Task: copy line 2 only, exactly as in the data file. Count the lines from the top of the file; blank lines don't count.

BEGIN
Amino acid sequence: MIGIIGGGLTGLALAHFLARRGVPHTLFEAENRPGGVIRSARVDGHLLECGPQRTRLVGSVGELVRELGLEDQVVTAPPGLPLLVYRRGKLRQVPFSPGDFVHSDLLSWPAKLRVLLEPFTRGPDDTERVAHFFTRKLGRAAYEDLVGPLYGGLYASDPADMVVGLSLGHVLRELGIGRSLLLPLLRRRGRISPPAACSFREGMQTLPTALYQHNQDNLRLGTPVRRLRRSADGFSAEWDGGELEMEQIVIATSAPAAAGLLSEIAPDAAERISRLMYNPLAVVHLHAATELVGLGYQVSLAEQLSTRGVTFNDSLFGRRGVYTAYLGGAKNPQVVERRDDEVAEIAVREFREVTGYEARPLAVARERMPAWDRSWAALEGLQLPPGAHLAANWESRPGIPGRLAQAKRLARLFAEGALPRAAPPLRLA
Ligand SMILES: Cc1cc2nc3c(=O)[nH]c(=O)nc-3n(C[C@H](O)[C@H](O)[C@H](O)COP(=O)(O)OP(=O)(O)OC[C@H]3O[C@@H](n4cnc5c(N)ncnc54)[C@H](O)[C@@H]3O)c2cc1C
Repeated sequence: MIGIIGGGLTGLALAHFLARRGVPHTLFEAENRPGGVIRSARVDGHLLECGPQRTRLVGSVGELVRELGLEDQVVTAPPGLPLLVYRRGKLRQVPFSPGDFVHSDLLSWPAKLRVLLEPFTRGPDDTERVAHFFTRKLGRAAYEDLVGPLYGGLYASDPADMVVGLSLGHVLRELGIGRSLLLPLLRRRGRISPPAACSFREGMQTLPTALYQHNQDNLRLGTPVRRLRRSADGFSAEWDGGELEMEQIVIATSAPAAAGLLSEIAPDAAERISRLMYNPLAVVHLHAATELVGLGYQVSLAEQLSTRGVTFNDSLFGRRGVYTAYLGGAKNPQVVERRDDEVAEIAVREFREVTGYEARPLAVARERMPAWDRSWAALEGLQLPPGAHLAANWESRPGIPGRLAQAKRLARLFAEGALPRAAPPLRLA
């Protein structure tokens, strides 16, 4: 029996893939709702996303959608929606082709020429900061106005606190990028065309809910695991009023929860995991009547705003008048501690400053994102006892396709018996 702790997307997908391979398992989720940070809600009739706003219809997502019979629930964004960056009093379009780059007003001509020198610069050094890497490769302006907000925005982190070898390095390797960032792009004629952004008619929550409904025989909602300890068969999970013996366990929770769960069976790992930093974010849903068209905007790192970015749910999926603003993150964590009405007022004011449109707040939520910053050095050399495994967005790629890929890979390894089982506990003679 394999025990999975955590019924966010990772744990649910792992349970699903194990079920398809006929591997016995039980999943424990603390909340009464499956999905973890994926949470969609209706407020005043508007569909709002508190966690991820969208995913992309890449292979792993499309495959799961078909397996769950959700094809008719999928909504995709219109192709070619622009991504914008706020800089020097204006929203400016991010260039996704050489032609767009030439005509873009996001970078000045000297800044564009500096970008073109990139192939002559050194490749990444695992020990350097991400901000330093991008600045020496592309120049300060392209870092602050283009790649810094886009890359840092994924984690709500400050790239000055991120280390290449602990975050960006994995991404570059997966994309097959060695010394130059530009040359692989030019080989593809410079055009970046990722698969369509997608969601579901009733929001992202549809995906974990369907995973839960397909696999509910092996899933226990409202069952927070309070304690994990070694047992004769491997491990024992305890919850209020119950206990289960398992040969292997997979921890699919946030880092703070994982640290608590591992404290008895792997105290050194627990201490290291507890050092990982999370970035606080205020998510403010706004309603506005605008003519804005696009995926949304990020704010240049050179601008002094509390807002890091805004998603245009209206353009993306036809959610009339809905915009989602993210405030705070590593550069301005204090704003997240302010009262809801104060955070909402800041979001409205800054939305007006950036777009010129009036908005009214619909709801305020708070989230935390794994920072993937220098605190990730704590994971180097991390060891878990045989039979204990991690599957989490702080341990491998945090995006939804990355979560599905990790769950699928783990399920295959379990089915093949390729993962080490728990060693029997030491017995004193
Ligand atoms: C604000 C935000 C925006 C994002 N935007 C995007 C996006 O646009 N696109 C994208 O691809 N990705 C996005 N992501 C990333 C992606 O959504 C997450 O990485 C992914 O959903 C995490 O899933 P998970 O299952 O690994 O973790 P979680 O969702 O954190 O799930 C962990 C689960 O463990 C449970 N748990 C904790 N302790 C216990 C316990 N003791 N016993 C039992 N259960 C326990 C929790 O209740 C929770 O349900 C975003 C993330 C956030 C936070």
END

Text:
Ligand SMILES: Cc1cc2nc3c(=O)[nH]c(=O)nc-3n(C[C@H](O)[C@H](O)[C@H](O)COP(=O)(O)OP(=O)(O)OC[C@H]3O[C@@H](n4cnc5c(N)ncnc54)[C@H](O)[C@@H]3O)c2cc1C